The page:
Words Iain Martin
You know the Matterhorn, even if you’ve not seen it in person: it’s that pyramidic peak that appears everywhere from Toblerone bars (albeit not for much longer) to boxes of exclusive Caran d’Ache pencils.
So, if you’ve not seen it yet with your own eyes, then it’s probably on your bucket list, and the opening of the new Matterhorn Glacier Paradise II cable car is just one more reason to visit.
The new lift completes the much-vaunted Matterhorn Alpine Crossing, which connects Zermatt in Switzerland with Cervinia in Italy, via six lifts on a 90-minute journey. It’s always been possible to ski between the two, but now for the first time, the link is open to all tourists.
This final stage is a spectacular feat of modern engineering. The logistics of building a cable car station at 3800m above sea level are phenomenally complicated.
Before any work could start, a team of abseilers had to slide down the face of the Klein Matterhorn 007-style and bolt in netting to prevent rockfalls. Then five tonnes of explosive was used to blast away more than 10,000 cubic metres of rock.
All this had to happen before the foundations could be laid. Even that process is complicated. Concrete can only be made at temperatures above 5°C, so it had to be mixed lower down on the Italian side at Laghi Cime Blanche (2835m), then carried by Air Zermatt helicopters over several thousand circuits to the construction site.
It was a demanding, physical job for the team working at Klein Matterhorn. Due to the low oxygen content of the air at such high altitude, even the fittest can only perform at 80% of their normal capacity.
Site manager Anton Lauber wasn’t being hyperbolic when he said, “There’s no building site like this anywhere in the world.”
The Matterhorn Glacier Paradise II connects Klein Matterhorn at 3800m and Testa Grigia at 3458m in one single 1.6-kilometre span. The views are outstanding and the height terrifying. When I took it last week, we passed over racers honing their slalom skills on the glacier’s ski area almost 200m directly below us.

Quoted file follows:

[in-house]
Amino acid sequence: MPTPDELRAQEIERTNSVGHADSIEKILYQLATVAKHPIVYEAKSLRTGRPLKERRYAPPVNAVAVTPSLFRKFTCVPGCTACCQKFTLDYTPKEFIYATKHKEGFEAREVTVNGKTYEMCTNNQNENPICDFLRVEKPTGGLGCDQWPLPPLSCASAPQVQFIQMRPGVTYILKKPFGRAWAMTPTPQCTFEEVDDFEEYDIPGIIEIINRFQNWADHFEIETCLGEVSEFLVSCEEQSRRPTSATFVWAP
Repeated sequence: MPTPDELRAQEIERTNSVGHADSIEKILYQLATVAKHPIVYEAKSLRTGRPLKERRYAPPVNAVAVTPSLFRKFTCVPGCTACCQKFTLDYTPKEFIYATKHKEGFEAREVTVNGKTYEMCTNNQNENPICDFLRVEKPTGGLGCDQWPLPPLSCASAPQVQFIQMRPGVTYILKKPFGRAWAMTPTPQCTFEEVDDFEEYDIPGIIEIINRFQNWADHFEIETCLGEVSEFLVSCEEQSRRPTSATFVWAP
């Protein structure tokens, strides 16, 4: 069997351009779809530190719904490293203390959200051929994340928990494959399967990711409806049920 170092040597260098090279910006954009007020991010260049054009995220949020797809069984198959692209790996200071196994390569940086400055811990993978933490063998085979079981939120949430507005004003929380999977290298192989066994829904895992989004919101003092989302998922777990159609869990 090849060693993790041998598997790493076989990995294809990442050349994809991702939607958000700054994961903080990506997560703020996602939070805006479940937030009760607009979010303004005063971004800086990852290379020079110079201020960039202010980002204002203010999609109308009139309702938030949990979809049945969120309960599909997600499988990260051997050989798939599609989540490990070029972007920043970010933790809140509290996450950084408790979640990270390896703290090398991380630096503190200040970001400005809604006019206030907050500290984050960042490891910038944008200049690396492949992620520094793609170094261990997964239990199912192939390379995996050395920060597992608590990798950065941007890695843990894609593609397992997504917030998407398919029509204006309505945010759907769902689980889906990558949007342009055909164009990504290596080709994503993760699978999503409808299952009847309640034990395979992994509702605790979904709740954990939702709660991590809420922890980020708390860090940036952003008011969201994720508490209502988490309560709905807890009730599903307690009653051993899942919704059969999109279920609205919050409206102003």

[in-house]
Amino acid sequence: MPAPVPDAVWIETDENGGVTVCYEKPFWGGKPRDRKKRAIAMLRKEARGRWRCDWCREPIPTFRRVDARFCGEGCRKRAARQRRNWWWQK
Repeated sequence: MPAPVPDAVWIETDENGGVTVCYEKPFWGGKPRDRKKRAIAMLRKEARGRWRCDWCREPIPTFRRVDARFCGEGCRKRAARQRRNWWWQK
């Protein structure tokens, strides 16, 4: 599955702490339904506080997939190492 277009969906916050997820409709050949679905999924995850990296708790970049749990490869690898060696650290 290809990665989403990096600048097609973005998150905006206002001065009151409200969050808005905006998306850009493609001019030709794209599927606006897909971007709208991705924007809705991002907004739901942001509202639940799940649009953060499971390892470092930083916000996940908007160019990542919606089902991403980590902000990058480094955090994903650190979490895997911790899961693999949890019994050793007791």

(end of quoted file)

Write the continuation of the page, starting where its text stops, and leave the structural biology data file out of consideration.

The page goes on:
There are just ten cabins, with sleek lines and a contemporary style, as you’d expect from designers Pininfarina, whose other projects have included work for Ferrari and Alfa Romeo. This is no budget project, as is obvious from the heated leather seats in each gondola to the swish escalators that only start as you approach them.
The Matterhorn Alpine Crossing is more than just a transportation solution. It has cost Zermatt Bergbahnen over CHF67 million to date and with single tickets from Cervinia to Zermatt costing from CHF137 (GBP123), it’s evidently not aimed at the ‘average’ traveller.
Markus Hasler, CEO, confirmed at the opening last month that their pricing strategy was not about “promoting mass tourism.”
His colleague Marc Lagger agreed when he spoke to me last week: “We are mainly aimed at the Asian market, targeting individual guests and small groups.”
“It’s a new route. We are trying to divert the stream of tourists that currently go from Italy directly to France,” Lagger said. “We want to get them to travel over the Alps, via Zermatt, with a stop in front of the Matterhorn.”
Zermatt Bergbahnen expect the Matterhorn Alpine Crossing to generate CHF40 million (£36 million) in annual revenues, but the good news for skiers is that all sections are included in an International Ski Pass for the Zermatt/Cervinia ski area – a bargain in comparison at just CHF97 (£87) per day.
Even that might sound expensive, but some things in life, like a view of the Matterhorn, have to be experienced at least once. To paraphrase Jennifer Aniston, you should take that trip to Zermatt “because you’re worth it”.
Take a look at the Matterhorn Alpine Crossing in action: